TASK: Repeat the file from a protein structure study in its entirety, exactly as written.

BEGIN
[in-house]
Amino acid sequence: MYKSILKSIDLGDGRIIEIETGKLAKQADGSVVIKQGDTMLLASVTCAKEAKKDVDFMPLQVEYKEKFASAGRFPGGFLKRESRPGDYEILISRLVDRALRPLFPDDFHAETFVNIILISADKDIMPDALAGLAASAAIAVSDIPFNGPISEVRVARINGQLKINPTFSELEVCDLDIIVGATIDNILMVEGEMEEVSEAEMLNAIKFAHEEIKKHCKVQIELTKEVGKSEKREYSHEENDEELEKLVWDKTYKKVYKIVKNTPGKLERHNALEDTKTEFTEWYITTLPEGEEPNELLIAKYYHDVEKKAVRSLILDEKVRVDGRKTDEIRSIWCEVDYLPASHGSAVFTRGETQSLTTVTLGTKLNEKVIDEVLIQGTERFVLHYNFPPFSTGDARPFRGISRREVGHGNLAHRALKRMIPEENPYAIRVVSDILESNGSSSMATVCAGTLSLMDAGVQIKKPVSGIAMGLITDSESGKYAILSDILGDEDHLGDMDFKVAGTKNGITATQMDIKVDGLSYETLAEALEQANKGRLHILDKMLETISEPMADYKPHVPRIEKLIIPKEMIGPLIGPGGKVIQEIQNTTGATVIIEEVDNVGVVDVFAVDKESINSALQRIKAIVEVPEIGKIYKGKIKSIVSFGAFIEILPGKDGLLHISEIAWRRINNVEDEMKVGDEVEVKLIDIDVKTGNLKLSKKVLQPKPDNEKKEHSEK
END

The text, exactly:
[in-house]
Amino acid sequence: MYKSILKSIDLGDGRIIEIETGKLAKQADGSVVIKQGDTMLLASVTCAKEAKKDVDFMPLQVEYKEKFASAGRFPGGFLKRESRPGDYEILISRLVDRALRPLFPDDFHAETFVNIILISADKDIMPDALAGLAASAAIAVSDIPFNGPISEVRVARINGQLKINPTFSELEVCDLDIIVGATIDNILMVEGEMEEVSEAEMLNAIKFAHEEIKKHCKVQIELTKEVGKSEKREYSHEENDEELEKLVWDKTYKKVYKIVKNTPGKLERHNALEDTKTEFTEWYITTLPEGEEPNELLIAKYYHDVEKKAVRSLILDEKVRVDGRKTDEIRSIWCEVDYLPASHGSAVFTRGETQSLTTVTLGTKLNEKVIDEVLIQGTERFVLHYNFPPFSTGDARPFRGISRREVGHGNLAHRALKRMIPEENPYAIRVVSDILESNGSSSMATVCAGTLSLMDAGVQIKKPVSGIAMGLITDSESGKYAILSDILGDEDHLGDMDFKVAGTKNGITATQMDIKVDGLSYETLAEALEQANKGRLHILDKMLETISEPMADYKPHVPRIEKLIIPKEMIGPLIGPGGKVIQEIQNTTGATVIIEEVDNVGVVDVFAVDKESINSALQRIKAIVEVPEIGKIYKGKIKSIVSFGAFIEILPGKDGLLHISEIAWRRINNVEDEMKVGDEVEVKLIDIDVKTGNLKLSKKVLQPKPDNEKKEHSEK